Monday, April 17, 2006


This is one of those posts where I feel compelled to write something simply to keep things fresh, but in truth have nothing to say. So, let the weekend travelogue commence.

Since last Easter was spent with my family in Kentucky, this Easter was with Laurie’s up in Dyer. Now I realize that what I’m about to say may sound a bit off, but I actually feel very relaxed when I visit her folks. We really don’t do much but sit around and eat Donna’s cooking/baking and hang out with the nieces and nephews if they come over. None the less, I’m never bored. I just feel really at home.

Against our better judgment (and the HobbyZone manual’s ample warnings) her dad and I took his Firebird Commander out on Saturday. That’s one of the ways he and I bond now. I’ll bring down a Stryker or something and we’ll head to the local park to do some flying. We haven’t done a lot lately because he’s had to work just about every Saturday I’ve been there. So, we decided to make the most of his day off, even if it was a tad breezy.

Long story short we quickly had the Commander blown about ½ mile downwind of us and couldn’t get it back. I finally gave up and simply let it come down in a field. We found it in perfect shape resting under one of those giant irrigation gantries. I had to walk a good 100 yards into the field to retrieve it, and the entire time I was listening for the sound of water flooding the pipes. Thankfully, the sprinklers had the day off too.

I told Larry not to say anything. That Laurie and her mother would never let us hear the end of it. We had the plane and it was in one piece. There was nothing to see here and nobody needed to know. He told them anyway. Now I can expect to get razzed every time we go flying. I can just hear it now, “So which one of you is going to fly and which is going to drive the retrieval truck?”

Sunday we went to church. It was my first time in the church since our wedding day. Larry, who is one of the elders there, told me they were thinking about moving to another location in a few years. It made me kinda sad to think about it. Not only is this the church where Laurie became my wife, but if I’m not mistaken it’s also the one in which she was baptized as a baby. Sure, God’s house is wherever He wants it, but that building is a landmark in my life. At the very least, I hope it never gets torn down should her family’s church find another home.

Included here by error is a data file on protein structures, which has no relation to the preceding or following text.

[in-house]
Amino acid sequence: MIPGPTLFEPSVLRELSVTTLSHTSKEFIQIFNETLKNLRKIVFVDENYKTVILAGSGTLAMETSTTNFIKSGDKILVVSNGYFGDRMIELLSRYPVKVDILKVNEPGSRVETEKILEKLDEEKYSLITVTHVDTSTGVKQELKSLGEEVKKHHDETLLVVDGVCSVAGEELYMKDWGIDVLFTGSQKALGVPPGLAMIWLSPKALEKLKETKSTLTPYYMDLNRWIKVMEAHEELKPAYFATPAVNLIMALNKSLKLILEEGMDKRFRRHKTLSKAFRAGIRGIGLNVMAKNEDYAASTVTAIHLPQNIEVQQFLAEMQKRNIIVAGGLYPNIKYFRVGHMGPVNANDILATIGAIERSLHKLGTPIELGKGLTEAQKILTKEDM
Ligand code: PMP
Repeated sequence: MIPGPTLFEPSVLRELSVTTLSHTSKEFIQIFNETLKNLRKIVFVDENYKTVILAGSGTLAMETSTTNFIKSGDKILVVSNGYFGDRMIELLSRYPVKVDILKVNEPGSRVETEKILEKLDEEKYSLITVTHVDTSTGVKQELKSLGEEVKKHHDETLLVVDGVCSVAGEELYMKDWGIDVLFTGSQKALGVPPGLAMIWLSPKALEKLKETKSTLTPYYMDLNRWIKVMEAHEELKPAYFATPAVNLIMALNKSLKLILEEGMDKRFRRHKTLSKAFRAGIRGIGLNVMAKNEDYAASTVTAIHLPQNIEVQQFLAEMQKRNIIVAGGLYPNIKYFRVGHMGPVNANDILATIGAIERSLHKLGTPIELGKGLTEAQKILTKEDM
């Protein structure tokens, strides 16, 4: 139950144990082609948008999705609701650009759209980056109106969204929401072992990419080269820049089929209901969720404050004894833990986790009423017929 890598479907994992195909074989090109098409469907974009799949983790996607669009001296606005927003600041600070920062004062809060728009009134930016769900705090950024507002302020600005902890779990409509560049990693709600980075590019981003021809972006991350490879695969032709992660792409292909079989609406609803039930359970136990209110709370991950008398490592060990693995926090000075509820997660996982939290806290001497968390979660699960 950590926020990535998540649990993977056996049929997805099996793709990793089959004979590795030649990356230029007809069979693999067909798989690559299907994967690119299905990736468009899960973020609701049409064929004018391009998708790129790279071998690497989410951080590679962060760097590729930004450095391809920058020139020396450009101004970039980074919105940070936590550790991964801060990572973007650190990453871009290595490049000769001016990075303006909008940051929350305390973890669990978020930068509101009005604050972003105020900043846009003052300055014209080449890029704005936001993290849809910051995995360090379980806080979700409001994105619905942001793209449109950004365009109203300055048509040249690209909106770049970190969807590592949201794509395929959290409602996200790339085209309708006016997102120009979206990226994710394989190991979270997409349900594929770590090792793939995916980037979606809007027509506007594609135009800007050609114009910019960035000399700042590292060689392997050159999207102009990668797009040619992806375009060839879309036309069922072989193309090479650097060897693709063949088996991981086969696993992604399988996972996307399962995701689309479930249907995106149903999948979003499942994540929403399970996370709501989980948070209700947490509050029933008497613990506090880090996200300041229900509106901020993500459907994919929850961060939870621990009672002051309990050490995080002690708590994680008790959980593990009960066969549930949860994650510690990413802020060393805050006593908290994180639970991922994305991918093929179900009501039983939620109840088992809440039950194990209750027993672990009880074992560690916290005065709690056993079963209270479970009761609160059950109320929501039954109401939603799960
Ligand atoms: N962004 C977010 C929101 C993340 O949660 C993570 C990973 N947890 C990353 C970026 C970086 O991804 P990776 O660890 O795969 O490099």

Sunday dinner was awesome. Since it was Larry’s birthday, I let him relax and I carved the ham. The electric knife they have is fantastic. Laurie says we have the exact same knife that we received as a wedding gift. I almost want to cook a turkey just so we can break it out. In addition to the delicious ham, there was corn, mashed taters, green been casserole with the Funyon-like crumbles on top and homemade beef and noodles. I washed it all down with Donna’s delectable iced tea then piled on with a nice sized piece of turtle cake with ice cream. I’m still feeling the effects tonight.

On the way home we drove through the backside of the super cell that blew threw yesterday. Didn’t see anything too scary, but the Saturn’s anti-skid was working overtime. Its tires are a tad worn so we were drifting a touch in some of the turns. I wasn’t driving real fast either. There was just a lot of standing water on the back roads we were on. We took a different route back than we usually do. It runs down 1 through Beecher and Grant Park, then heads west on 17 at Momence, paralleling the Kankakee River for a few miles. It’s actually sort of scenic and shortens the amount of time we have to spend I-57.

Oh man, I’m talking about travel routes. Clearly I’m becoming my father. I remember my father and his friends talking ad infinitum about the quickest way to Chicago or Louisville or Indy. As a child there are few worse things than having to sit at the table and listen to adults discuss the merits of the 465 bypass vs. taking 74 straight through to 65. I couldn’t fathom how boring adulthood was going to be if this was all there was going to be to talk about. Farts, girl cooties and King Kong were much more interesting. With the exception of girls having cooties, I maintain they still are.

Friday, April 07, 2006

Elia and Andy

I've always suspected Andy Griffith was far more gifted than his television show ever allowed him to let on. Sheriff Andy Taylor was nothing more than a straight man for the likes of Barney, Gomer and Floyd. But before being consumed by Mayberry, Griffith did a movie in 1957 called "A Face In the Crowd". In that film you will see what has to be one of the most fascinating and disturbing portrayals of an addict ever filmed. Griffith's character, Lonesome Rhodes (whose first name is Larry by the way) becomes addicted to fame, and ultimately the power that accompanies it. The support Griffith's performance gets from the likes of Patricia Neal and Walter Mathau doesn't hurt him either.